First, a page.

Copay plans are said to help you best predict your yearly health care spending. But what does it look like in action?
First, let's talk about what a copay is. It's usually a set fee you pay when you visit the doctor or pharmacy. A copay plan focuses on predictable costs, like $25 for each time you visit a primary care provider or clinic.
Beyond the set fee, copay plans follow three phases similar to other health plans, to help share in the health care cost. First is the deductible phase, when you pay the full cost of care. Next is the coinsurance phase, when you pay a portion and insurance pays a portion. The last phase is when you hit your out-of-pocket maximum—when insurance pays the full cost for the remainder of the year.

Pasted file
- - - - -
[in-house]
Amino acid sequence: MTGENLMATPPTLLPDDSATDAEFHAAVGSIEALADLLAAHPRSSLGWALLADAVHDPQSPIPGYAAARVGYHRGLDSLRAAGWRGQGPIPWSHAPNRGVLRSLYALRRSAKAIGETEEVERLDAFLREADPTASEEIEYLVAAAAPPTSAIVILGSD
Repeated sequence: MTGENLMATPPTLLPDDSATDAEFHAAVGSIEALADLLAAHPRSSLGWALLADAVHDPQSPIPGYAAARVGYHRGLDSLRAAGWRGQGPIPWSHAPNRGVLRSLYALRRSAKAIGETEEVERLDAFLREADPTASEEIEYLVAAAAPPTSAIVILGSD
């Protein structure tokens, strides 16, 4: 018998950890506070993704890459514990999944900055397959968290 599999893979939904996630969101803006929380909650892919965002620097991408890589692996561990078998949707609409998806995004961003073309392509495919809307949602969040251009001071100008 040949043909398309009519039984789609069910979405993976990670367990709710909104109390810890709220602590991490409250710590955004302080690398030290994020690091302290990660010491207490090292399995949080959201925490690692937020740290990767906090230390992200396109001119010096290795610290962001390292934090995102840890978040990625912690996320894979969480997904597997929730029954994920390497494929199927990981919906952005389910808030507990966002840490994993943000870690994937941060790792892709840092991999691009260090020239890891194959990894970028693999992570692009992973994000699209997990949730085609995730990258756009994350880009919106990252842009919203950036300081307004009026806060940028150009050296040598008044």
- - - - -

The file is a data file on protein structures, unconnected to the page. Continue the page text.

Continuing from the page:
Each copay contributes to your out-of-pocket maximum but not the deductible.
To better understand how this plan helps pay for your health care expenses, you can watch this video. You'll learn how the plan works and when insurance kicks in and starts paying (hint, it's typically right from the start with a copay plan). See if this type of health plan might be right for you.